The Performance of Educational Institutions Through the Electronic Records Management Systems: Factors Influencing Electronic Records Management System Adoption

The Performance of Educational Institutions Through the Electronic Records Management Systems: Factors Influencing Electronic Records Management System Adoption

Muaadh Mukred (National University of Malaysia (UKM), Kajang, Malaysia) and Zawiyah M. Yusof (National University of Malaysia (UKM), Kajang, Malaysia)
DOI: 10.4018/IJITPM.2018070103
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This article discusses the relationship between educational institutes that use ERMS and the performance of those institutions. This article uses a mixed explanatory method that incorporated quantitative and qualitative approaches. The quantitative method collected the responses from 364 participants. This was followed by a qualitative approach where experts were interviewed to verify the model. The results generated using the quantitative approach demonstrated that the quality of the system, information, and service as well as the security provided by the system had a significant positive relationship with the successful adoption of ERMS, which in turn improved performance. Moreover, the qualitative results that gathered through the experts confirmed the findings and contributed to enriching the understanding of the adoption of ERMS in educational institutions.
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Records management strives to control the records and documents related to business processes, transactions and decision making (Mohd & Chell, 2005) as it manages records over their lifecycle (Yusof & Chell, 2000). There are several benefits to using a records management system. In general, a records management system provides reliable information that allows an organization to operate effectively (Asogwa, 2012; Mukred & Yusof, 2015) while encouraging transparency and accountability (Mohd & Chell, 2005; Yusof & Chell, 2000). In organizations that are strictly regulated, such as those in the private sector, an effective records management system may be required by law (Wright, 2013). In a related study, Egwunyenga (2009) stated that records are important to educational institutions as they help these organizations achieve their educational objectives, but the principles used to manage records in these environments are inadequate. Other studies confirm that there are issues associated with the accuracy, reliability, and trustworthiness of managing records. To be considered a “record” information must be valid and authentic (Mohammad & Yusof, 2013). It must also be understandable, obtainable, and secured. Records are used because they can facilitate planning and help make decisions. An effective records management system allows an organization to adhere to any applicable legal requirements, efficiently retrieve information, and it creates the infrastructure for a secure information system (Baron, Thurston, & mcleod, 2016).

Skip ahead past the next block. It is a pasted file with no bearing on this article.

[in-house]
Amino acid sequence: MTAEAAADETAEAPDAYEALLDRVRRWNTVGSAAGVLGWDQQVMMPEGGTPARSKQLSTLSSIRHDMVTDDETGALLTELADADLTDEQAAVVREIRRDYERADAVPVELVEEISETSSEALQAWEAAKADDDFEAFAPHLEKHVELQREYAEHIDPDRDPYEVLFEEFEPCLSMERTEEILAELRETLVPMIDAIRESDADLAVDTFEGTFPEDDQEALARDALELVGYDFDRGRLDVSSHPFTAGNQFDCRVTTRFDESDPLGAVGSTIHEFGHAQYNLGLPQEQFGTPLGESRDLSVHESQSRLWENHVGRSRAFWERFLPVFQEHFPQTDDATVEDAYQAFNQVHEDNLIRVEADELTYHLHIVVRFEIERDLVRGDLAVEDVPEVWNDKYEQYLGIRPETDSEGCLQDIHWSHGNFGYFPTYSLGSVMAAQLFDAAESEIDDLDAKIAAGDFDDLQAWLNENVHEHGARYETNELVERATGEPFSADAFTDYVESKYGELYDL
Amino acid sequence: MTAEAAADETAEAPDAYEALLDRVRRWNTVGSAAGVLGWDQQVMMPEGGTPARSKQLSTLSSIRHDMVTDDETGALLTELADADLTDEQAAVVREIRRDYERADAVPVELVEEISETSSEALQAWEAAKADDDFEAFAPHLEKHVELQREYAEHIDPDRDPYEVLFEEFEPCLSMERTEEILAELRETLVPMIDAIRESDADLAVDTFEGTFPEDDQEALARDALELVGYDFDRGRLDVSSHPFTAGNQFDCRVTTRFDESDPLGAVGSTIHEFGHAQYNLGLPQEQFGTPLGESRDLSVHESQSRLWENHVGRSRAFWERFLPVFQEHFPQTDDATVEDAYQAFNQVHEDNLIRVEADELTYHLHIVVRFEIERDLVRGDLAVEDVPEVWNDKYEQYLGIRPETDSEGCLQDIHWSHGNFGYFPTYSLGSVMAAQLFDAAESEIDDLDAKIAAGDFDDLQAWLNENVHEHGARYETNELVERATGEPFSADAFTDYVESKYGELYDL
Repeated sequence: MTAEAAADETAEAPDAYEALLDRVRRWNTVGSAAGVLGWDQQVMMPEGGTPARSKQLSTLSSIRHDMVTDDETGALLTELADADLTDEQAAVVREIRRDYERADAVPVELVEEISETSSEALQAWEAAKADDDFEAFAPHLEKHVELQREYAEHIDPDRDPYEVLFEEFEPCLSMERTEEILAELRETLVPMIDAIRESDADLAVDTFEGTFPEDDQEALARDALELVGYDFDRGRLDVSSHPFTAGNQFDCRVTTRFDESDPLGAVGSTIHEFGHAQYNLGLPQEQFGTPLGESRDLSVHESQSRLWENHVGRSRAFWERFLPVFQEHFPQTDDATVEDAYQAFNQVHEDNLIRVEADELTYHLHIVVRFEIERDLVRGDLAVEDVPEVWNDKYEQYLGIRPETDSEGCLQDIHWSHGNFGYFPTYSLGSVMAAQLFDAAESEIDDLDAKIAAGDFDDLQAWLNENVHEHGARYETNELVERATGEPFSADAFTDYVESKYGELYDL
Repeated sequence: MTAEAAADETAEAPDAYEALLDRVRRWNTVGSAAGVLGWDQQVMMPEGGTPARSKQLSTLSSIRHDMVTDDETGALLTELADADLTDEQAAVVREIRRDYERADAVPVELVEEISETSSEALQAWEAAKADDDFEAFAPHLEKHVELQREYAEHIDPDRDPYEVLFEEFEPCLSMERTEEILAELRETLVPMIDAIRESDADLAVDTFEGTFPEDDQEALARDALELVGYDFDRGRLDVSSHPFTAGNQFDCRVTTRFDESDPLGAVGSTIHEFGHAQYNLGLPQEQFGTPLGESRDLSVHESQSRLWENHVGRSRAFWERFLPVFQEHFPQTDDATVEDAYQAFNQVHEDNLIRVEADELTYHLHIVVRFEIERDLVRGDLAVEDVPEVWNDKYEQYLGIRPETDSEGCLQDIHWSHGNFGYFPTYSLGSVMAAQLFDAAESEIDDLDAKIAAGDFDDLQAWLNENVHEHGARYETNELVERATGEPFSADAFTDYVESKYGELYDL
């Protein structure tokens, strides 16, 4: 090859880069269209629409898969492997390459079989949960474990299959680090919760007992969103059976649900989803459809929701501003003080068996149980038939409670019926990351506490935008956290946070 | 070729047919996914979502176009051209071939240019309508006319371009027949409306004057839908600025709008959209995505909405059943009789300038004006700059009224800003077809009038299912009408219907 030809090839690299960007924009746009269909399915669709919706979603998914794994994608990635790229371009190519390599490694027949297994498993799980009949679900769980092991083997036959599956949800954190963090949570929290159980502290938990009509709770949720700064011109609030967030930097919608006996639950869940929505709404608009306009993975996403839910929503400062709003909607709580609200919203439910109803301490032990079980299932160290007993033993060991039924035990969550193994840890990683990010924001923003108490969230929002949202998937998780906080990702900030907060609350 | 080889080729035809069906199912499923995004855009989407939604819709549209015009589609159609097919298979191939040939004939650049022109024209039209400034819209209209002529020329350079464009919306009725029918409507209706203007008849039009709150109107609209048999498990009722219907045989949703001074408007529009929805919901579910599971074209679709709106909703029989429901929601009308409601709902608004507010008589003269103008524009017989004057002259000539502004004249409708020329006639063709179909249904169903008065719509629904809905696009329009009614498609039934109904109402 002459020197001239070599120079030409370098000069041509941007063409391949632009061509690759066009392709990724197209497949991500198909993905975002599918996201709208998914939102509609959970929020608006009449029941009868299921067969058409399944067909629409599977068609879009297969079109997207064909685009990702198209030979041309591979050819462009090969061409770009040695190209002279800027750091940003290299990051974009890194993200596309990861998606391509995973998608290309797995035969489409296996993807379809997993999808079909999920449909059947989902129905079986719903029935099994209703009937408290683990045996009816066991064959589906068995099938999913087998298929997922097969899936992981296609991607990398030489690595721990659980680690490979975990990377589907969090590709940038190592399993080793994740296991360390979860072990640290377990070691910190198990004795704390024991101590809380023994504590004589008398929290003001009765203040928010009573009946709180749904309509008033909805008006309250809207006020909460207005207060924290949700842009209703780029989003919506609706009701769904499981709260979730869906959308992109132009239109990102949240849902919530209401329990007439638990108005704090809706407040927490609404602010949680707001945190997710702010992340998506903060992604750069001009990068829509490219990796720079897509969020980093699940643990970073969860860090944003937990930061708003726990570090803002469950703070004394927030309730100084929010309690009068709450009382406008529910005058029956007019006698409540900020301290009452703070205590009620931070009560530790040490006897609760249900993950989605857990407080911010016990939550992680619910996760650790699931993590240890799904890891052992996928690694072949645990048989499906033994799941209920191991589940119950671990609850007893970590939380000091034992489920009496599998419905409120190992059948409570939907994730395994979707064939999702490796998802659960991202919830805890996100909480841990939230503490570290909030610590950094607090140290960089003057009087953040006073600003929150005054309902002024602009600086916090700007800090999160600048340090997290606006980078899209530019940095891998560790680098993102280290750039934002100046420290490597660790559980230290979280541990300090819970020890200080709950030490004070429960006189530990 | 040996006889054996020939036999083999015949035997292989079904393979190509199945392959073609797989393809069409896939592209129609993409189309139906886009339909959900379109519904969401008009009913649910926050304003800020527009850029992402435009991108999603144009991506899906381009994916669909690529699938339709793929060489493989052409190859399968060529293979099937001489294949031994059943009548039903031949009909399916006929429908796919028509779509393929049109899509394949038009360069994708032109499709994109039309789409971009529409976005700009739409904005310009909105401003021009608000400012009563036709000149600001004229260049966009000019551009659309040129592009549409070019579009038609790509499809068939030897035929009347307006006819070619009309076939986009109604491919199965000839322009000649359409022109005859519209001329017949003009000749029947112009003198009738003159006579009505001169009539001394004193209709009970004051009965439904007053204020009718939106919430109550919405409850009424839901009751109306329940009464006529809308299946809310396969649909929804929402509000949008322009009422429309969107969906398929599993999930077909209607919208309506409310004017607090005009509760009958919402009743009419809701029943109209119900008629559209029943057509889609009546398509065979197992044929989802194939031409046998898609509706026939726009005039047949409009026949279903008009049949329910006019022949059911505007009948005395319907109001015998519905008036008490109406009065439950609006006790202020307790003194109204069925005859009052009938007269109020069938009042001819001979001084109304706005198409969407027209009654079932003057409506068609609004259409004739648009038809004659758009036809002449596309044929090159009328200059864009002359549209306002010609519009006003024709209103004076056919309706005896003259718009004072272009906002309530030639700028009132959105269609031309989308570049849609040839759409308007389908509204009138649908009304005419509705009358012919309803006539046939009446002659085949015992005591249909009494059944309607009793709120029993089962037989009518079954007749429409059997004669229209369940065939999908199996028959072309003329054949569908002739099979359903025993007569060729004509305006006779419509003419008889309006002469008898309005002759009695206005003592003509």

Currently, in institutions of higher education, such as universities, there is a growing demand for environments that focus on governance, audits, and risk management. An Electronic Records Management System (ERMS) can meet the need for effective recordkeeping by ensuring that institutions of higher education will be efficient, maintain their records, remain trustworthy, encourage audits, become more competitive while meeting their fiduciary obligations and preserve their transparency and accountability (Atulomah, 2011). ERMS is described as the electronic management of e-records and non e-records with the help of computer equipment and software on the basis of acknowledged premises and practices of records management (Akor & Udensi, 2013).

To ensure that the adoption of an ERMS is successful, there are several factors that must be examined before an appropriate model can be developed (Mukred & Yusof, 2017). For example, in a developing nation such as Yemen, one of the challenges that must be overcome is inertia (Larson, 2009; Mukred, Yusof, Asma’Mokhtar, & Manap, 2016). The aim of this paper is to propose a model for the adoption of ERMS to support the organizations performance in Professional Education (HPE) institutions using the Information System Success Model by DeLone and McLean and Technology Acceptance Model (TAM). One of the primary goals of this study is to contribute to the discussion regarding the growth of e-records. This study also attempted to help institutions of higher education adopt ERMS. Additionally, this study also hopes to redress the lack of information in the literature regarding the relationship between ERMS and the performance of institutions of higher education.

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